Healthy, Filling Snacks to Keep at Your Desk
September 16, 2013
Find out what Registered Dietitian Alina Zolotareva keeps in her office snack drawer.
Like most young professionals juggling a budding career, a constantly expanding list of hobbies and a social life that can be a career in and of itself, I often have trouble finding time for my basic needs -- especially when it comes to eating well. Constantly on-the-go, I usually snack more often than I sit down for a full meal, which makes eating a balanced diet tricky -- even as a registered dietitian.
I spend most of my day at the office where I tend to have most of my meals and snacks. That may sound depressing to some, but I’ve actually found it to be a fantastic way to stick to a balanced diet. The way I see it, if I fill up my snack drawer and tiny fridge corner with healthy food, I won’t have much choice but to actually eat it when hunger strikes (especially when I don’t have time to leave the office midday to hunt for sustenance).
To avoid being subjected to the vending machine diet, I usually keep the following snacks in-house to ensure that instead I’m eating nutrient-dense food that keeps me full, focused and energized throughout the day.
So what’s in my desk (snack) drawer?
- Roasted, unsalted nuts such as almonds, peanuts, pecans, cashews, etc. I usually have a small handful as a snack or add them to salads, yogurt, oatmeal, cereal, etc. Nuts are great for crunch, and flavor as well as a boost of protein, healthy fats and nutrients. I only buy the unsalted kind because we all know how hard it is to stop eating salty nuts…
- I usually have a couple of fruit and nut-based bars under 200 calories on hand (Kind and Luna are my favorites) in case I need a boost of energy or something to satisfy my sweet tooth. Fruit and nut-based bars are more nutrient-dense and higher in fiber than their processed counterparts, so my cravings are kept under control and I feel satisfied for several hours after.
- Unsweetened black and green tea: I’m a coffee lover, but tea is great to sip throughout the day hot or iced for heightened alert and focus. If I have a lemon around, I throw in a slice in for tang and an antioxidant boost (have you seen our Instagram video?)
- Dark chocolate, 70% cocoa or higher. I have a huge sweet tooth for junky desserts like candy bars and ice-cream, especially between 2-5 PM. Having semi-sweet dark chocolate around is a great way to snack on something rich and sweet, but feel satisfied after one or two pieces (it’s pretty hard to overdose on a bitter piece of chocolate, I promise you). Plus, dark chocolate has a hefty dose of antioxidants in every serving, so you’re feeding both your body and your soul, so to speak.
- Plain instant oatmeal: high in fiber, warm and versatile—just add hot water! I usually add fruit and nuts for a quick breakfast or a bit of cinnamon and dark chocolate for an indulgent afternoon pick-me-up.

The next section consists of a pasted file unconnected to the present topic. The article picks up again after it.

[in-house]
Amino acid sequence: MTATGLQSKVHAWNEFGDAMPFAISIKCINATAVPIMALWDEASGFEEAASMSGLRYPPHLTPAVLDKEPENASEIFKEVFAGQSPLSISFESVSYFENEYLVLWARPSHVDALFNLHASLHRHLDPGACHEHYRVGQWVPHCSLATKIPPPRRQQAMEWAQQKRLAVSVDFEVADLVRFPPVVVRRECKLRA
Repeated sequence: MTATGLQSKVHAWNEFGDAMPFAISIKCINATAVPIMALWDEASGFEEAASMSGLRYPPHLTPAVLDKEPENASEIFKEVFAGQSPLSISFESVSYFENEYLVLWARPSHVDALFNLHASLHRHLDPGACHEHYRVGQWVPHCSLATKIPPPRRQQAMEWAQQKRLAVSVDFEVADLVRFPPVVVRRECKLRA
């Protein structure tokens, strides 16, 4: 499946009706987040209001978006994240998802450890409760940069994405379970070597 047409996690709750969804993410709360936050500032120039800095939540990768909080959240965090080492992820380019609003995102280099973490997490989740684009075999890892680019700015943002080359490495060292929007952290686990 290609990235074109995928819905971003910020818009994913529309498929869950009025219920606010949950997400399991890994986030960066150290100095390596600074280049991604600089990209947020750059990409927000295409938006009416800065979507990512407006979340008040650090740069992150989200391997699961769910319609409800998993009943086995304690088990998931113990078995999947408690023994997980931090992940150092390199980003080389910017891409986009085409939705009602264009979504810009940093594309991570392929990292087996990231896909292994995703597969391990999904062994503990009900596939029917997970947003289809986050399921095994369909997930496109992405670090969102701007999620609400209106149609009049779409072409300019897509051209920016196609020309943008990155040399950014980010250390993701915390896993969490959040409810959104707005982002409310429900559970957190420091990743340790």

- Plain, unsalted popcorn: Popcorn is super-easy to make and fun to eat. Low in calories, popcorn is a whole grain that satisfies our inner child’s urge to eat something small and crunchy from a bag. If plain isn’t your thing, you can add parmesan cheese, spices, or condiments you have sitting around the office kitchen (curry powder, sriracha, sea salt, etc). But beware, your coworkers WILL expect you to share!
What’s in the fridge:
- Fresh fruit and veggies from the food cart vendor down the street. Food carts usually have reasonably-priced, fresh and seasonal fruits and veggies, and they are really easy to grab on my way to the office. If you don’t have any food carts around, there’s nothing wrong with your local supermarket!
- Hummus and/or natural almond butter: Tasty and savory, high in protein and healthy fats, hummus and nut butters are great for dipping fruits, veggies and crackers, added to a salad or yogurt, or spread over a piece of multi-grain bread. I’m more lenient with hummus, but usually stick to about 1 tbsp of nut butters to avoid calorie overload.
- Plain fat-free Greek yogurt: At just 100 calories per container and 18 g of protein per serving, fat-free Greek yogurt is by far my favorite breakfast and snack. It’s creamy and tangy at the same time, and you can add almost anything to it (fruits, nuts, veggies, honey, spices, cereal).
- Boiled (free range) eggs: I boil 3-4 every Sunday night and keep them in the office for the week. Eggs are high in protein and fat-soluble vitamins and make a great addition to breakfast, lunch or on their own as a snack.
I won’t lie to you— if a coworker bakes cookies, buys a tray of deep-fried frienemies from Donut Planet or offers me the last M&M, I don’t always reach for hummus and crudité. But having it there definitely makes it a lot easier to justify the occasional cheat.
Latest Posts Subscribe to the SPE RSS feed
March 19, 2018 by Kat Villarino, Dietetic Intern
Dietetic Intern Kat Villarino covers why watercress is such a nutrient powerhouse and shares how you can incorporate more of it into your diet. Check out her infographic!